Pathophysiology and Diagnosis of Nerve Compression Headache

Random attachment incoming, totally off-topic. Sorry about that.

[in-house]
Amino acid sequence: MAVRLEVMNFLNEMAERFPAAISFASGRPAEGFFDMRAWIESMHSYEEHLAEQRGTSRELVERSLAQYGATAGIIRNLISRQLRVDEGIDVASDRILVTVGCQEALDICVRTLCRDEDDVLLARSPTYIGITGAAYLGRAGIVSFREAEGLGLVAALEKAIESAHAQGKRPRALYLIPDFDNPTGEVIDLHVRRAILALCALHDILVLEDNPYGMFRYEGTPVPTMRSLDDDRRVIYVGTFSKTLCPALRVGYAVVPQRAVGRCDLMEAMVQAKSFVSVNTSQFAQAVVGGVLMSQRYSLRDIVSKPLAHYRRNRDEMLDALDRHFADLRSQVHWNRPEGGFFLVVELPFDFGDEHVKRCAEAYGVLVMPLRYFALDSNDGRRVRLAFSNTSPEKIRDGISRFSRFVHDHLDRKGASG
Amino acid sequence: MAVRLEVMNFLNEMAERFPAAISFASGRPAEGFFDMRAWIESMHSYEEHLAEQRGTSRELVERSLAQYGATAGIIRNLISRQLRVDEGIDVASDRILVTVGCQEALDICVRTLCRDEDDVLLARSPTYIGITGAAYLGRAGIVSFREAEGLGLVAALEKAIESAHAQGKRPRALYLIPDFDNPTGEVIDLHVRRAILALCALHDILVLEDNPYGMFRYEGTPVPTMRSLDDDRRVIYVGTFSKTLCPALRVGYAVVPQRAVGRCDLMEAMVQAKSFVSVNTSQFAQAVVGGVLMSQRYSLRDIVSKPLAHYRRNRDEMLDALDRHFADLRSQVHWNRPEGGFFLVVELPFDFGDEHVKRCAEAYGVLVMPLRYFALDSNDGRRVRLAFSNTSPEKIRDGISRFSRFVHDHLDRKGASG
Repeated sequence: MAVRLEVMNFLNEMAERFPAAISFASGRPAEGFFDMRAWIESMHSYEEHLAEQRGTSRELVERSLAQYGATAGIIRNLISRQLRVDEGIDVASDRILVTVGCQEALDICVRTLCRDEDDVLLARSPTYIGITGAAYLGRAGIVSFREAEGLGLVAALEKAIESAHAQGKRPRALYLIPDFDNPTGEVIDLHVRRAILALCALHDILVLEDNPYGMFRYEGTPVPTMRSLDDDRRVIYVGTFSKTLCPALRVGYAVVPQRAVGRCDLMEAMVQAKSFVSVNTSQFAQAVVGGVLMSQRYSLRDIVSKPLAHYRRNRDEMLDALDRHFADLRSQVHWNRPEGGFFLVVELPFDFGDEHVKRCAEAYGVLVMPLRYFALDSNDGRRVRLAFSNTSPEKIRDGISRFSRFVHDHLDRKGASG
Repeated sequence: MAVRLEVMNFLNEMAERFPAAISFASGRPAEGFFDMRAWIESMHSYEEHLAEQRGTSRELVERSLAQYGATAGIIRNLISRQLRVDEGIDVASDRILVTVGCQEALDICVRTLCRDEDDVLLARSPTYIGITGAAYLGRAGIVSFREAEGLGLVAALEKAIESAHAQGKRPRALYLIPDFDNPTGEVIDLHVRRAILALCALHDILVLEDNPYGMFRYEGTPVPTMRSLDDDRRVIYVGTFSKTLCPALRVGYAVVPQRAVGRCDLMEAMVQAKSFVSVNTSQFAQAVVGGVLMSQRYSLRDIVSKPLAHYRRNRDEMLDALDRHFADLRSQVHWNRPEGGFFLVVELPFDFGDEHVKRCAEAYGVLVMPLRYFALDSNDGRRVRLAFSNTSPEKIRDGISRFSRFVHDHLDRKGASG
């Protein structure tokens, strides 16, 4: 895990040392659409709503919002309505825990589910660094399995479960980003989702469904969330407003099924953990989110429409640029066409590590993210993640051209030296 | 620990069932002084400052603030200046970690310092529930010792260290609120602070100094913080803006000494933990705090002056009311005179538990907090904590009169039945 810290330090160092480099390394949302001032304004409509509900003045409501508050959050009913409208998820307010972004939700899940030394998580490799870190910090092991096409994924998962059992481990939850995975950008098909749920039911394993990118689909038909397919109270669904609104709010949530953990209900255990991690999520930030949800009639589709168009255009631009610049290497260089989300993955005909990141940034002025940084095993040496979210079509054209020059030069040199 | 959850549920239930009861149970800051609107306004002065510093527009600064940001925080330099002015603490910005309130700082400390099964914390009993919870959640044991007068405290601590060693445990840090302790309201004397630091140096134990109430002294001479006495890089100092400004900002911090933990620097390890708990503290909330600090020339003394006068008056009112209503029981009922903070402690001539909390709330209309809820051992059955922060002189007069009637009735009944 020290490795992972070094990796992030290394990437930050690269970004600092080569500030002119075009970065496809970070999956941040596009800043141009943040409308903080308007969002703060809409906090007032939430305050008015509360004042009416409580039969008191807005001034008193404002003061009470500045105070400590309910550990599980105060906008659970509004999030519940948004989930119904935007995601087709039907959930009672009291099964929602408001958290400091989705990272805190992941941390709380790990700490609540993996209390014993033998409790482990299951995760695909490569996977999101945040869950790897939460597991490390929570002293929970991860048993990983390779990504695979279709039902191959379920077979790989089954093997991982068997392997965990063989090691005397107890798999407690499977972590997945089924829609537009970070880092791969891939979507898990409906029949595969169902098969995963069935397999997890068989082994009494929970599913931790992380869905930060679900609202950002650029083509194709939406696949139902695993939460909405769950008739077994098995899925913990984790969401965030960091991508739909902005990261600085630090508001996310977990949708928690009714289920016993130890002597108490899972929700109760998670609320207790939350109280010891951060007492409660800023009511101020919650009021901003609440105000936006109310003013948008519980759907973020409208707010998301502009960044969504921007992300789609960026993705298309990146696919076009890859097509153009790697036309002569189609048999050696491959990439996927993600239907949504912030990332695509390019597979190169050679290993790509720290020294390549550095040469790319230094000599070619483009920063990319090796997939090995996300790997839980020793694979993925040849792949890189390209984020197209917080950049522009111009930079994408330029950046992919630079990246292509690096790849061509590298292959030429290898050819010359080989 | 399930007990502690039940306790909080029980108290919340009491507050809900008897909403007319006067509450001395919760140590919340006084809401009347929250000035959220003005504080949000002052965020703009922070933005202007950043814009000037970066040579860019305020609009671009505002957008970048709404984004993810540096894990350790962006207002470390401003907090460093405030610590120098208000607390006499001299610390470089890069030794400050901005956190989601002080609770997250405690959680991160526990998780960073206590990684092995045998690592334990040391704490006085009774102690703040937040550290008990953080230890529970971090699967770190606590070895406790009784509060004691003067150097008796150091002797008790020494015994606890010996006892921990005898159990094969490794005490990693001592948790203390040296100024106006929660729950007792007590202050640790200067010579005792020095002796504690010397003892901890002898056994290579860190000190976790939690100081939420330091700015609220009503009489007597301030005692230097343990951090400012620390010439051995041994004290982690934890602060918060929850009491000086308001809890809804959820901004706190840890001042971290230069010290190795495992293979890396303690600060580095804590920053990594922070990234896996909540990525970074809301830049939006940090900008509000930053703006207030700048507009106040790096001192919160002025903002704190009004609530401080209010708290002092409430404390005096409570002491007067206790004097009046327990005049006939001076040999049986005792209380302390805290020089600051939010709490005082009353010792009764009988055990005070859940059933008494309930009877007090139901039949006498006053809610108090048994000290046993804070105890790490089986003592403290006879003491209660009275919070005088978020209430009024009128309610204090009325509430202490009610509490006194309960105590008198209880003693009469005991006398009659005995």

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Compression of extracranial nerves may result in chronic, medically refractory headaches and neck pain. Recently discovered anatomic connections between the extracranial space and intracranial trigeminal pathways may provide a conduit by which the extracranial pathology of the sensory nerves of the face, scalp, and neck may lead to headaches that are often accompanied by migraine-like features of photophobia and nausea. Nerve compression headaches have a unique presentation that follows from the mechanism and pathophysiology of nerve compression, and the diagnosis may be made on the basis of careful history and the physical examination.
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